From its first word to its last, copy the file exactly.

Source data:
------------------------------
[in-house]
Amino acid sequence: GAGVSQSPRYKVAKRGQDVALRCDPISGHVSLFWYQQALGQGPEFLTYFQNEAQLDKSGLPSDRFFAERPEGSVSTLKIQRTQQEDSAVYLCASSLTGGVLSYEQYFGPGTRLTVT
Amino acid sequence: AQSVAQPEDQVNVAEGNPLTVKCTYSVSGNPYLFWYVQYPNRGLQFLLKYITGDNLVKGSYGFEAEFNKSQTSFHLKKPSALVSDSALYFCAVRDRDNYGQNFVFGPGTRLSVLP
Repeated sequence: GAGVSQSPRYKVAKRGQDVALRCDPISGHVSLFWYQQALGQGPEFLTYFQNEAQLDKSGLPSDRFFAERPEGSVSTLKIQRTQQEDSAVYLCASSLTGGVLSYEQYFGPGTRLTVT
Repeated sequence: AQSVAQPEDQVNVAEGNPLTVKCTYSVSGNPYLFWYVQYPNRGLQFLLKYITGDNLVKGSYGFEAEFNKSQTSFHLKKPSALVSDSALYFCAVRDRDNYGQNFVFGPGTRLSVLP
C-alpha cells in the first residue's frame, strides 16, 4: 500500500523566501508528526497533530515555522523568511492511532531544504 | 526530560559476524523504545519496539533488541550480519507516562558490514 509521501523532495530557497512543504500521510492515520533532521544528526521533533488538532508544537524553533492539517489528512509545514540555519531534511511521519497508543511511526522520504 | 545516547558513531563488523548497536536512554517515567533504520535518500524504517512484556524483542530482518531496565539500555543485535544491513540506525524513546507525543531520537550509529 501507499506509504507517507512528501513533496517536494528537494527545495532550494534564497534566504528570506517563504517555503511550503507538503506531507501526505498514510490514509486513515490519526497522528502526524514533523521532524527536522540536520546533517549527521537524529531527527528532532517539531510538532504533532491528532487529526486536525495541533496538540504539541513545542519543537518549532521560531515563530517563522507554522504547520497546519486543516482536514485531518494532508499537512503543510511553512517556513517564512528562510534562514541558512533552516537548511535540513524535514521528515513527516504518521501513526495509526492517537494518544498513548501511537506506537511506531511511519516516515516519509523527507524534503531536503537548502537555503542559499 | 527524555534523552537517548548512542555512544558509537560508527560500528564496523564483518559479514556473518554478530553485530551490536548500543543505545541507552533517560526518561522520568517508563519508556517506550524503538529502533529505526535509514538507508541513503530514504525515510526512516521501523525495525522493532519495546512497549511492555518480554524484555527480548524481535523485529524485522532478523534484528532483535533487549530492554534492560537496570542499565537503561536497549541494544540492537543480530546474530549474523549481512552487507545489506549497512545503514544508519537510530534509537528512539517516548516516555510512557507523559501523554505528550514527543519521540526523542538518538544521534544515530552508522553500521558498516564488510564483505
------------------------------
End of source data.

[in-house]
Amino acid sequence: GAGVSQSPRYKVAKRGQDVALRCDPISGHVSLFWYQQALGQGPEFLTYFQNEAQLDKSGLPSDRFFAERPEGSVSTLKIQRTQQEDSAVYLCASSLTGGVLSYEQYFGPGTRLTVT
Amino acid sequence: AQSVAQPEDQVNVAEGNPLTVKCTYSVSGNPYLFWYVQYPNRGLQFLLKYITGDNLVKGSYGFEAEFNKSQTSFHLKKPSALVSDSALYFCAVRDRDNYGQNFVFGPGTRLSVLP
Repeated sequence: GAGVSQSPRYKVAKRGQDVALRCDPISGHVSLFWYQQALGQGPEFLTYFQNEAQLDKSGLPSDRFFAERPEGSVSTLKIQRTQQEDSAVYLCASSLTGGVLSYEQYFGPGTRLTVT
Repeated sequence: AQSVAQPEDQVNVAEGNPLTVKCTYSVSGNPYLFWYVQYPNRGLQFLLKYITGDNLVKGSYGFEAEFNKSQTSFHLKKPSALVSDSALYFCAVRDRDNYGQNFVFGPGTRLSVLP
C-alpha cells in the first residue's frame, strides 16, 4: 500500500523566501508528526497533530515555522523568511492511532531544504 | 526530560559476524523504545519496539533488541550480519507516562558490514 509521501523532495530557497512543504500521510492515520533532521544528526521533533488538532508544537524553533492539517489528512509545514540555519531534511511521519497508543511511526522520504 | 545516547558513531563488523548497536536512554517515567533504520535518500524504517512484556524483542530482518531496565539500555543485535544491513540506525524513546507525543531520537550509529 501507499506509504507517507512528501513533496517536494528537494527545495532550494534564497534566504528570506517563504517555503511550503507538503506531507501526505498514510490514509486513515490519526497522528502526524514533523521532524527536522540536520546533517549527521537524529531527527528532532517539531510538532504533532491528532487529526486536525495541533496538540504539541513545542519543537518549532521560531515563530517563522507554522504547520497546519486543516482536514485531518494532508499537512503543510511553512517556513517564512528562510534562514541558512533552516537548511535540513524535514521528515513527516504518521501513526495509526492517537494518544498513548501511537506506537511506531511511519516516515516519509523527507524534503531536503537548502537555503542559499 | 527524555534523552537517548548512542555512544558509537560508527560500528564496523564483518559479514556473518554478530553485530551490536548500543543505545541507552533517560526518561522520568517508563519508556517506550524503538529502533529505526535509514538507508541513503530514504525515510526512516521501523525495525522493532519495546512497549511492555518480554524484555527480548524481535523485529524485522532478523534484528532483535533487549530492554534492560537496570542499565537503561536497549541494544540492537543480530546474530549474523549481512552487507545489506549497512545503514544508519537510530534509537528512539517516548516516555510512557507523559501523554505528550514527543519521540526523542538518538544521534544515530552508522553500521558498516564488510564483505